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Re:CO2 system

> Am getting ready to install pressurized CO2 system. I wish to run multiple
> tanks, approx. 25, of varying sizes from one system. Currently using
> DIY/yeast so have no experience with pressurized tank systems.
> Seeking info on most effective, cost controlled method to do manifold.
> I am thinking to run CO2 line in similar style one might use with air pumps,
> i.e. use of T connectors off main line to individual tanks with terminal
> needle valve to adjust CO2 delivery at each tank. The tanks are spread about
> in three rooms. I want the convenience of being able see adjustments made to
> each tank. Would this be a workable system assuming there are no leaks in
> all those connections. ;-)
> Suggestions, other's experience. All input welcome.
> June

1)Well then your going to need a big Cylinder(50lbs etc) unless you like
changing it often and the big ones are cheaper too. These weigh quite a bit.
Placement should be on the ground floor, close to truck access.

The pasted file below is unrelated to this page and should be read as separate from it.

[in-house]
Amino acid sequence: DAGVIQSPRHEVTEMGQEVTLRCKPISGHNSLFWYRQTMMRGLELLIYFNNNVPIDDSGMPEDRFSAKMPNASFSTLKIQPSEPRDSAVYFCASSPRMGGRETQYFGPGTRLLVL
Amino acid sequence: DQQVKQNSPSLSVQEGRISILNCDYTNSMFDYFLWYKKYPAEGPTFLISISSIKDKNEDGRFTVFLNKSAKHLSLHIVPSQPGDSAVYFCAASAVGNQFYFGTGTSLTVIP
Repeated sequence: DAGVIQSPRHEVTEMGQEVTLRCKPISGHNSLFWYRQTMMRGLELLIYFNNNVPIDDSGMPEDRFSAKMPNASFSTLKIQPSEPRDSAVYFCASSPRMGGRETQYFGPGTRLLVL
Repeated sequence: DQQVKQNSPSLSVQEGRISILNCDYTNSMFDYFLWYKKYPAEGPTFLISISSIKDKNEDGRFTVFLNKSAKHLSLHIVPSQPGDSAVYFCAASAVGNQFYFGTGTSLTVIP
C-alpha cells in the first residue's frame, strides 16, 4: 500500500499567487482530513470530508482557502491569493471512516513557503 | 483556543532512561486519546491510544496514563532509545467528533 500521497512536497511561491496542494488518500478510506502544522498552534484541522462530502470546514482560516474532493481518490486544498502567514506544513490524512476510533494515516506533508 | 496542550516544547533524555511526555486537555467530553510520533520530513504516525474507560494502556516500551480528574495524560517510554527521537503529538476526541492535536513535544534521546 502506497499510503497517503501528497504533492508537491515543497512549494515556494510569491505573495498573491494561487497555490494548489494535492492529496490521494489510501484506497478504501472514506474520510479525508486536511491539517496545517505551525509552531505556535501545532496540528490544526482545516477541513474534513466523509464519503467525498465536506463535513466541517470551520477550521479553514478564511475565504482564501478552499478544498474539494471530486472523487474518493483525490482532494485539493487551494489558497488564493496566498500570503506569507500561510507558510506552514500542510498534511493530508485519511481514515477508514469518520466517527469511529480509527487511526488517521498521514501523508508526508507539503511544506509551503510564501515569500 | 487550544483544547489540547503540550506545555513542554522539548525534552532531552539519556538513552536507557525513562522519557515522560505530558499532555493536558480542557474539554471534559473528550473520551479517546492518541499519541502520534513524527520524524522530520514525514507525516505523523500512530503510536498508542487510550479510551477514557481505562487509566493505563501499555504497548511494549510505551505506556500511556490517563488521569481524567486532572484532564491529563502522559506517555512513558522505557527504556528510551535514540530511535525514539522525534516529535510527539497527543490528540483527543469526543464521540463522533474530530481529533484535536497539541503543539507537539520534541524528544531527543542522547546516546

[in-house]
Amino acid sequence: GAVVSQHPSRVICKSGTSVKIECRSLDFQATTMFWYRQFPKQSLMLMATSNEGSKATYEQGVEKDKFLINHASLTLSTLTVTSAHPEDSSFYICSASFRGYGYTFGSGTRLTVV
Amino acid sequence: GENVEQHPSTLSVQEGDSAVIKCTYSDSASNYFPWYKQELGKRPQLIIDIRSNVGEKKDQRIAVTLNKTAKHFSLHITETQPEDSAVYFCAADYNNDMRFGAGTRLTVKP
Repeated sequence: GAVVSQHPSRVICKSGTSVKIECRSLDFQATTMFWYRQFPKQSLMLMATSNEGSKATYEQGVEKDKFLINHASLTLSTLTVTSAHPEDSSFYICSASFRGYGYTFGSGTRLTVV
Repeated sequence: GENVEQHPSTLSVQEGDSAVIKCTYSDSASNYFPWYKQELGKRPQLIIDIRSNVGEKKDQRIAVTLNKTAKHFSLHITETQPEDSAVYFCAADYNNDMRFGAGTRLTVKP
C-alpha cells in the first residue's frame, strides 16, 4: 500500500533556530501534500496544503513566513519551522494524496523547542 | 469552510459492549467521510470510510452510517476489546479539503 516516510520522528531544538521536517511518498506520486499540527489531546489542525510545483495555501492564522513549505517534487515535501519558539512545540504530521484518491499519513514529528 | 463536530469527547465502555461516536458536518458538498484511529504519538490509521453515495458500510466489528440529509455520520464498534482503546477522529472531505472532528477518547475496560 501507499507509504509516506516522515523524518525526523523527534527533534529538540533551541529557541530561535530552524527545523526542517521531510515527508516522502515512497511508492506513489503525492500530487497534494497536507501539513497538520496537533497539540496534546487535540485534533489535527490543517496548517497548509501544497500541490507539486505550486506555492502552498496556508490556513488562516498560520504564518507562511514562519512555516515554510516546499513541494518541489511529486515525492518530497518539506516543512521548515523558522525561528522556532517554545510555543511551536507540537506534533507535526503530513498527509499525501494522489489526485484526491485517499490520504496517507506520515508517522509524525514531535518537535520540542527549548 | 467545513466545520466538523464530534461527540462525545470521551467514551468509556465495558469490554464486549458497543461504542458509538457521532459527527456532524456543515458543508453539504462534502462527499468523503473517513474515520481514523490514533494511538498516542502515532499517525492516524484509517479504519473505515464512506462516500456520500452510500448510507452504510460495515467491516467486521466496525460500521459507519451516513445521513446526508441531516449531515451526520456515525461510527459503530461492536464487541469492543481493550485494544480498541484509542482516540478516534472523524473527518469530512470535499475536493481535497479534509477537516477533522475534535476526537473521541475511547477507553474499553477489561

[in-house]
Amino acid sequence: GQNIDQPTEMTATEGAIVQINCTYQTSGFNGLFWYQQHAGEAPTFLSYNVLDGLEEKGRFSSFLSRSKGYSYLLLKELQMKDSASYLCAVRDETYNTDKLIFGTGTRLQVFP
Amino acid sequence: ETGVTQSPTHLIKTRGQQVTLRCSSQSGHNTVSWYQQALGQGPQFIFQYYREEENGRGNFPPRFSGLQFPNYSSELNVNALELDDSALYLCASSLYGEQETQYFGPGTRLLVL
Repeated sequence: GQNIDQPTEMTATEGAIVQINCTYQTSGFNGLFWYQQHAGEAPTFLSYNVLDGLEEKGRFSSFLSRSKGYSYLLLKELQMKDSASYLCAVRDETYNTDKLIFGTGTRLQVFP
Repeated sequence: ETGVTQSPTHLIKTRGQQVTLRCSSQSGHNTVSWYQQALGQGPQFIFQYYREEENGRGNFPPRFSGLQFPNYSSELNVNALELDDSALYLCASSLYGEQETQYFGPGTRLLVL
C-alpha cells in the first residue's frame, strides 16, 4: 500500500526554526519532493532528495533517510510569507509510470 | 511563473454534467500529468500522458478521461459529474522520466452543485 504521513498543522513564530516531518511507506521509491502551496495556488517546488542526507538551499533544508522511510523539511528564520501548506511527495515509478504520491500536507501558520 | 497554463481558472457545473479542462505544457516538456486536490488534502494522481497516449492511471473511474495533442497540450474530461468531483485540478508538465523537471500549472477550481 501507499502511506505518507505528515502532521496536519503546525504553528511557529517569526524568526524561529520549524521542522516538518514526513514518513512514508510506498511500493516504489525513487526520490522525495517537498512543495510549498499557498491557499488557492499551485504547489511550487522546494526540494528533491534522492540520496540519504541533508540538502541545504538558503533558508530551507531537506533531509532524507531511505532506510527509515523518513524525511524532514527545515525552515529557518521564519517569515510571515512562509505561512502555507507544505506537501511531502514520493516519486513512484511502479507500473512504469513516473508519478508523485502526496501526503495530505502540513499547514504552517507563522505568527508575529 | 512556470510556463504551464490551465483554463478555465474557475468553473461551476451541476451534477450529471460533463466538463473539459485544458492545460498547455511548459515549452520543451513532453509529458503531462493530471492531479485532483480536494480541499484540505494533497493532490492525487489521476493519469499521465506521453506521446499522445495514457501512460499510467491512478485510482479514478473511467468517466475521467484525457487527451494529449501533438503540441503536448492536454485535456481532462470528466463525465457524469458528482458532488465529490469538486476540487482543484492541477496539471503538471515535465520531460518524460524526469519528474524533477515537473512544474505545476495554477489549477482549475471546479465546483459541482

You can chain 3 20 lb tanks together also (not advised) or have 3 20 lb
tanks on hand with two on standby for quick changes.

2) Using good High Pressure CO2 line would be a good/wise. That's perhaps
where your going to need to research and spend some $. Your operating
pressure from your regulator will need to be at least 20-30psi so this
tubing will need to be able to handle that kind of pressure.

3) Connecting the tubing to the needle valves. Use secure ties for this.
Don't be lazy about this and take a short cut. One valve blows off and the
whole system goes down.

4) Consider 3 separate systems with a central needle valve manifold at the
regulator for each and silicone tubing.

:: Each method has its advantages/disadvantages.
3 separate system will make changing the tanks more frequent but smaller(you
could use 20lb tanks for this). Try moving a 50 or 100 lb tank sometime
without a dolly.
3 separate systems provide simpler trouble shooting for leaks, set up,
control and flexibility.

At some point the centralized system becomes a monster. If installed well
from the start it can be effective. Just consider the problems of both and
see if which outweigh your needs/abilities/resources.
Tom Barr